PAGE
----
I have tested this with both Ubuntu 12.04 and Debian 7. When I do

echo $TERM

I get


But if I use the dropdown menu "help" > "about" then it says gnome terminal

Does this mean I am using just gnome-terminal? Or just xterm? Or is gnome-terminal an extension of xterm? I'm confused.

4 Answers 4


What is $TERM for?

The $TERM variable is for use by applications to take advantage of capabilities of that terminal.

For example, if a program wants to display colored text, it must first find out if the terminal you're using supports colored text, and then if it does, how to do colored text.

The way this works is that the system keeps a library of known terminals and their capabilities. On most systems this is in /usr/share/terminfo (there's also termcap, but it's legacy not used much any more).

So let's say you have a program that wants to display red text. It basically makes a call to the terminfo library that says "give me the sequence of bytes I have to send for red text for the xterm terminal". Then it just takes those bytes and prints them out.
You can try this yourself by doing tput setf 4; echo hi. This will get the setf terminfo capability and pass it a parameter of 4, which is the color you want.

Why gnome terminal lies about itself:

Now let's say you have some shiny new terminal emulator that was just released, and the system's terminfo library doesn't have a definition for it yet. When your application goes to look up how to do something, it will fail because the terminal isn't known.

The way your terminal gets around this is by lying about who it is. So your gnome terminal is saying "I'm xterm".

Xterm is a very basic terminal that has been around since the dawn of X11, and thus most terminal emulators support what it supports. So by gnome terminal saying it's an xterm, it's more likely to have a definition in the terminfo library.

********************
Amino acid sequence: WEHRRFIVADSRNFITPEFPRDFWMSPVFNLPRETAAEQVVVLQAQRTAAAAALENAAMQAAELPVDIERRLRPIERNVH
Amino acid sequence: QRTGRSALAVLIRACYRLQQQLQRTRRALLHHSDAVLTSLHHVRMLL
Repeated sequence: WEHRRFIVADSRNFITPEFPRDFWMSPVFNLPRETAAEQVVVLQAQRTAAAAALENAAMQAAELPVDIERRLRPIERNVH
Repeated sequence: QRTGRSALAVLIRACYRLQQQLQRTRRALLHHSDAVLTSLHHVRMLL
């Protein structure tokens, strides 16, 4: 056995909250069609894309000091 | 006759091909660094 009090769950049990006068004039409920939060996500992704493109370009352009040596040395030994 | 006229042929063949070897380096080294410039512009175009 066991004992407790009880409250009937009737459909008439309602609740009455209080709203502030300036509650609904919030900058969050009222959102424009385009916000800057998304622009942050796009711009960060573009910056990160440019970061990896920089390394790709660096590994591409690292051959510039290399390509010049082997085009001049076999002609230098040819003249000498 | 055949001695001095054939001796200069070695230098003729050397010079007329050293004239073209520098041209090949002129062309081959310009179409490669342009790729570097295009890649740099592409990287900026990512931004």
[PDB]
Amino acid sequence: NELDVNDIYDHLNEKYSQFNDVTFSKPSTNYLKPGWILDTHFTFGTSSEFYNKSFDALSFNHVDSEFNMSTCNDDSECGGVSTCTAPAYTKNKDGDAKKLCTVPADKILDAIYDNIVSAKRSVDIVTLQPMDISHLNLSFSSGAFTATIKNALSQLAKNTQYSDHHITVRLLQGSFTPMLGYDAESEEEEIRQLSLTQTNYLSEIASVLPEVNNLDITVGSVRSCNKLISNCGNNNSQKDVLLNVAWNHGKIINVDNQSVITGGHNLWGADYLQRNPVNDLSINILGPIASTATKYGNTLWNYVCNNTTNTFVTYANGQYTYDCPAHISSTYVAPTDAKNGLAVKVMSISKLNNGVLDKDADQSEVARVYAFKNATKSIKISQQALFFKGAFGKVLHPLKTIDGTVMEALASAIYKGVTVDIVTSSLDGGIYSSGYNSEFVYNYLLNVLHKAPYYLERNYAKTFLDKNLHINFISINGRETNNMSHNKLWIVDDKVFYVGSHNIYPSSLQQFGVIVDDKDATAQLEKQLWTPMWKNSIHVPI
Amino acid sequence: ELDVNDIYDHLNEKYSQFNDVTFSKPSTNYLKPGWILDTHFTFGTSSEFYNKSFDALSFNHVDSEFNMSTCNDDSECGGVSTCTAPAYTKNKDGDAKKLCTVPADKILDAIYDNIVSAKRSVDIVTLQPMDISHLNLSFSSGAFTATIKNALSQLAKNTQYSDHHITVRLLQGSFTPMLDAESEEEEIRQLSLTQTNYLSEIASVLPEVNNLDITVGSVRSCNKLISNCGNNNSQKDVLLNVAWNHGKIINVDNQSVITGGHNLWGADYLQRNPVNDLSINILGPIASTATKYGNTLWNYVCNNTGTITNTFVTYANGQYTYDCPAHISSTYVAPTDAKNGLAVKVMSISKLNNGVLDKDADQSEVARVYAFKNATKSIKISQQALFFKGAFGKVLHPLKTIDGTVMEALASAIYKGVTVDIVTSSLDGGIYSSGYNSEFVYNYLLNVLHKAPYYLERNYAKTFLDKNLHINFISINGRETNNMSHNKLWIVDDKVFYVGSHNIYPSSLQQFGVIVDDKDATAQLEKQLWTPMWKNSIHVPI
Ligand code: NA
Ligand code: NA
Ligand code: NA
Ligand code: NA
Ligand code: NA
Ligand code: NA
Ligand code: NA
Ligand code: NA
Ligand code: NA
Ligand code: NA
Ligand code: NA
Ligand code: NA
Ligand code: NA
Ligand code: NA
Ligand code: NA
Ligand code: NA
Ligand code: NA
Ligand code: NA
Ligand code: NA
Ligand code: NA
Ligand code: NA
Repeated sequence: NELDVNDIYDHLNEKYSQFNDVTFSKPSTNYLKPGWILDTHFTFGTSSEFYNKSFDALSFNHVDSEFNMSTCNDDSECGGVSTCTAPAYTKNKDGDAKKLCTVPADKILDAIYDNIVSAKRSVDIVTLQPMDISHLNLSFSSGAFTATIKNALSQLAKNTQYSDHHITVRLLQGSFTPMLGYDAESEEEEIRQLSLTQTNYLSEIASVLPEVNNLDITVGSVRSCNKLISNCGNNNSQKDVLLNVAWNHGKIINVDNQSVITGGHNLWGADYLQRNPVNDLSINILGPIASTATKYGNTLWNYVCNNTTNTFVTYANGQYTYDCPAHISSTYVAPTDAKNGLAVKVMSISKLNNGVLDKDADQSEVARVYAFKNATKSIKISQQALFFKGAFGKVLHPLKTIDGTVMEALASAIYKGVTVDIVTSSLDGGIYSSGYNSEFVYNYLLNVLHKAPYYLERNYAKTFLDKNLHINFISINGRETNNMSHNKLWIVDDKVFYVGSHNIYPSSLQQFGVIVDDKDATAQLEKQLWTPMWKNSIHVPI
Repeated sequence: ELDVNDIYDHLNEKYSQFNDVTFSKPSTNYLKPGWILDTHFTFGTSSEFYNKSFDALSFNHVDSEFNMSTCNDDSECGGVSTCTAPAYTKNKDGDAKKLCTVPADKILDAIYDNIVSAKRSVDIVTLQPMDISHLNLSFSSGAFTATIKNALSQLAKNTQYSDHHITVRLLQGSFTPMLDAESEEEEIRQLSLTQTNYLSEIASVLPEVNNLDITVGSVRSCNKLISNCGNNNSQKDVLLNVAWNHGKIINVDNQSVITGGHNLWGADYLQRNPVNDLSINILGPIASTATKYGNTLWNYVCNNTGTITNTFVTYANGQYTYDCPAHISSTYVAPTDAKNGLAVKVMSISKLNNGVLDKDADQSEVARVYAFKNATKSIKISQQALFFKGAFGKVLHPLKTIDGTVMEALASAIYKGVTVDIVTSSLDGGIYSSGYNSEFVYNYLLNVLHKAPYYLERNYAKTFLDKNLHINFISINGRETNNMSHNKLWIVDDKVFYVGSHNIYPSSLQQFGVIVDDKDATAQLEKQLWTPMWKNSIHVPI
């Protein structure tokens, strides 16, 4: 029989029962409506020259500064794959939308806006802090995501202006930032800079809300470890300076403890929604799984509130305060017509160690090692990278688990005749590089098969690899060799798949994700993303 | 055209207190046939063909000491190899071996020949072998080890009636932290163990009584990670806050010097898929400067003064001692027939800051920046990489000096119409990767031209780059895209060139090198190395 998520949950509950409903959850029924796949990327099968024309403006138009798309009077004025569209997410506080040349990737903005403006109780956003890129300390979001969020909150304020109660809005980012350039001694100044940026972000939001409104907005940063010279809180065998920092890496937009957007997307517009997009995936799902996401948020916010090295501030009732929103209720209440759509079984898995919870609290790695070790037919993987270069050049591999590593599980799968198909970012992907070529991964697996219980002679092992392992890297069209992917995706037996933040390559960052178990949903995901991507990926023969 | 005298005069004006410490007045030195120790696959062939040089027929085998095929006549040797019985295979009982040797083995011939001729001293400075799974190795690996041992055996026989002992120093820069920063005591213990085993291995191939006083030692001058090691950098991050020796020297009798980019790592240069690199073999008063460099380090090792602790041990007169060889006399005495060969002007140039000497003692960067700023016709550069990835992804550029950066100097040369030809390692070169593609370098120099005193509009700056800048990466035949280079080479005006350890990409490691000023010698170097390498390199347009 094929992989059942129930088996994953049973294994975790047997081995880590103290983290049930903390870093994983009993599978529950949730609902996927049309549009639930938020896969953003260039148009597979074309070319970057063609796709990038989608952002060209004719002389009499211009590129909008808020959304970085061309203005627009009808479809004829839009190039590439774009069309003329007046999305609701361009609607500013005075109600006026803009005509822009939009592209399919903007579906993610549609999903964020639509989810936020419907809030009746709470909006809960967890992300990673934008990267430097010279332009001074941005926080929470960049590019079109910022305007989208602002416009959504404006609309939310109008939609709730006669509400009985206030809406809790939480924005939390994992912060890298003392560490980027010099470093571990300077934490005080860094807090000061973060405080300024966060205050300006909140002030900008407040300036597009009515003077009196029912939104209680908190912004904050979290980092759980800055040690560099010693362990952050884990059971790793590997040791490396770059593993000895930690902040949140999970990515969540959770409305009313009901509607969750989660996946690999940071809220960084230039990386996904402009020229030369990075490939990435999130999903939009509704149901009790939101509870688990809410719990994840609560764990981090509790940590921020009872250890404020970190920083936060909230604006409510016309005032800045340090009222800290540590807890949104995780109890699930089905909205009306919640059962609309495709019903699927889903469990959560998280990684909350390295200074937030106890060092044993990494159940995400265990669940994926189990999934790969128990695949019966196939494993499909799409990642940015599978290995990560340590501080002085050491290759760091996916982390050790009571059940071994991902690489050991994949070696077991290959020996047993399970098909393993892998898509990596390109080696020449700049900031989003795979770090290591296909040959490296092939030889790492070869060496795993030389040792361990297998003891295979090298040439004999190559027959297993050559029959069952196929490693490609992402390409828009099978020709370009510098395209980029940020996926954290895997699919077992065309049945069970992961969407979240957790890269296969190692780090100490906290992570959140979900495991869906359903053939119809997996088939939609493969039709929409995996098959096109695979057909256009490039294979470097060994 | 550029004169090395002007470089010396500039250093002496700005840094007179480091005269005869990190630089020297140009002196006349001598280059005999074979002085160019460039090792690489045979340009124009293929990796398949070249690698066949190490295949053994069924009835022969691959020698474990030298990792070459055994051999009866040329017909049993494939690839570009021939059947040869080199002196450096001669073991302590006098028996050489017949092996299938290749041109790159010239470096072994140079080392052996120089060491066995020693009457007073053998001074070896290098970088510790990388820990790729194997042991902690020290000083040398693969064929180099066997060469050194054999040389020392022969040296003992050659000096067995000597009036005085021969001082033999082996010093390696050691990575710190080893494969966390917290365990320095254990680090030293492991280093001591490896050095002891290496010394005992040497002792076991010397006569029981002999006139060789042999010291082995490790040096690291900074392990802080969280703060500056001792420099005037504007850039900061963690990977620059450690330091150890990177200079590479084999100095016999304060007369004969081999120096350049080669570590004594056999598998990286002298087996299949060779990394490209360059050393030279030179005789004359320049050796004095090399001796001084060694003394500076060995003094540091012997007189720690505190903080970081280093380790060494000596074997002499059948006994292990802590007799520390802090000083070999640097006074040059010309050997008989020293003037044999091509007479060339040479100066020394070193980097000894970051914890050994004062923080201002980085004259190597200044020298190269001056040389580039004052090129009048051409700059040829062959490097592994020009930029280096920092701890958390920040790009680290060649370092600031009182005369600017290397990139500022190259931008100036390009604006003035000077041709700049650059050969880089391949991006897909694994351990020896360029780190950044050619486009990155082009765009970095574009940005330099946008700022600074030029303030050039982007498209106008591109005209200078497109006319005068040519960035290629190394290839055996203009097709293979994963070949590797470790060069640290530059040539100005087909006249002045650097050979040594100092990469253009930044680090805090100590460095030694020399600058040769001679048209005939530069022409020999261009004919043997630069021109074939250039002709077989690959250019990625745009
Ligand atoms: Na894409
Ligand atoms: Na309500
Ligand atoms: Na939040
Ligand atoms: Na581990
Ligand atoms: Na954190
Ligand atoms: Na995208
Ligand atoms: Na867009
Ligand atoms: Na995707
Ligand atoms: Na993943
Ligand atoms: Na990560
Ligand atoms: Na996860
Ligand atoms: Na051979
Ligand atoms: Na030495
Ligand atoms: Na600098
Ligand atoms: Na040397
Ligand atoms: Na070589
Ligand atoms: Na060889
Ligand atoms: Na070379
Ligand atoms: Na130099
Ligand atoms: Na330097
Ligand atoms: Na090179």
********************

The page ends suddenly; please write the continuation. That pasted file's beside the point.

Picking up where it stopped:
The downside to lying about your terminal type is that the terminal might actually support a lot more than xterm does (for example, many new terminals support 256 colors, while older terminals only supported 16). So you have a tradeoff, get more features, or have more compatibility. Most terminals will opt for more compatibility, and thus choose to advertise themselves as xterm.

If you want to override this, many terminals will offer some way of configuring the behavior. But you can also just do export TERM=gnome-terminal.

  • 4
    Recommending someone export $TERM really seems like rubbing salt into an open wound...
    – jasonwryan
    Commented Oct 3, 2013 at 5:16
  • 1
    yeah. i'm guessing that the developers of gnome-terminal left $TERM set to xterm for a good reason Commented Oct 3, 2013 at 13:07
  • 7
    @mulllhausen That reason is well explained in my answer...
    – phemmer
    Commented Aug 18, 2014 at 0:58

The TERM environment variable indicates the terminal type, not the terminal application. TERM has a specific purpose: it tells applications running in that terminal how to interact with the terminal.

Applications interact with terminals by writing escape sequences — sequences of characters that include nonprintable characters and have effects such as moving the cursor, erasing part of the screen, changing the current color, etc. In the old days, different brands of physical terminals had different sets of escape sequences. Therefore the operating system maintains a database of terminal types and their characteristics. The traditional database is termcap (“TERMinal CAPabilities”); many modern systems and applications have switched to terminfo. Both databases are indexed by the name of the terminal type, and applications query them using the terminal type name from the TERM environment variables.

Nowadays, most terminals use a standard set of escape sequences with a few common sets of extensions, so you won't see many different values of TERM. Most GUI terminal emulators are compatible with xterm, the traditional X terminal (which is still used and maintained).

Terminal emulators that differ from xterm may add their own entry to the terminal database under their own name. However this doesn't mesh well with remote shells. A program running on machine A but which is displaying on machine B, for example because it was launched through ssh from B to A, needs to query the terminal database on machine A. Remote login methods such as ssh carry over the TERM environment variable, but this is helpful only when B's terminal database also has an entry for the value user on A. Therefore many terminal emulators stick to TERM=xterm which is pretty much universally known.